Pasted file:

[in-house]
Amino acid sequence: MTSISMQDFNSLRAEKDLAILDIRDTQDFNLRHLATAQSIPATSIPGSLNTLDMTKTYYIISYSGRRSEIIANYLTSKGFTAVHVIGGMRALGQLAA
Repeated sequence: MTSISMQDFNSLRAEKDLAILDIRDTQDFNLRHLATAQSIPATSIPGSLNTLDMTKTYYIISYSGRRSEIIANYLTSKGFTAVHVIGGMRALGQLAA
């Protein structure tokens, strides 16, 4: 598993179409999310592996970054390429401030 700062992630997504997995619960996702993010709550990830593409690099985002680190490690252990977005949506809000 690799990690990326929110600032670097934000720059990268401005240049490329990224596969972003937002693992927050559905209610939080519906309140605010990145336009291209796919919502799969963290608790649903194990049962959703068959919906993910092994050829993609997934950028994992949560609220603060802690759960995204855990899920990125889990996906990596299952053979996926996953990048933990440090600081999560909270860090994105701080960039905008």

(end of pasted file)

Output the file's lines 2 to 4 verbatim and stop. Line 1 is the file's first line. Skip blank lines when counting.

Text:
Amino acid sequence: MTSISMQDFNSLRAEKDLAILDIRDTQDFNLRHLATAQSIPATSIPGSLNTLDMTKTYYIISYSGRRSEIIANYLTSKGFTAVHVIGGMRALGQLAA
Repeated sequence: MTSISMQDFNSLRAEKDLAILDIRDTQDFNLRHLATAQSIPATSIPGSLNTLDMTKTYYIISYSGRRSEIIANYLTSKGFTAVHVIGGMRALGQLAA
């Protein structure tokens, strides 16, 4: 598993179409999310592996970054390429401030 700062992630997504997995619960996702993010709550990830593409690099985002680190490690252990977005949506809000 690799990690990326929110600032670097934000720059990268401005240049490329990224596969972003937002693992927050559905209610939080519906309140605010990145336009291209796919919502799969963290608790649903194990049962959703068959919906993910092994050829993609997934950028994992949560609220603060802690759960995204855990899920990125889990996906990596299952053979996926996953990048933990440090600081999560909270860090994105701080960039905008």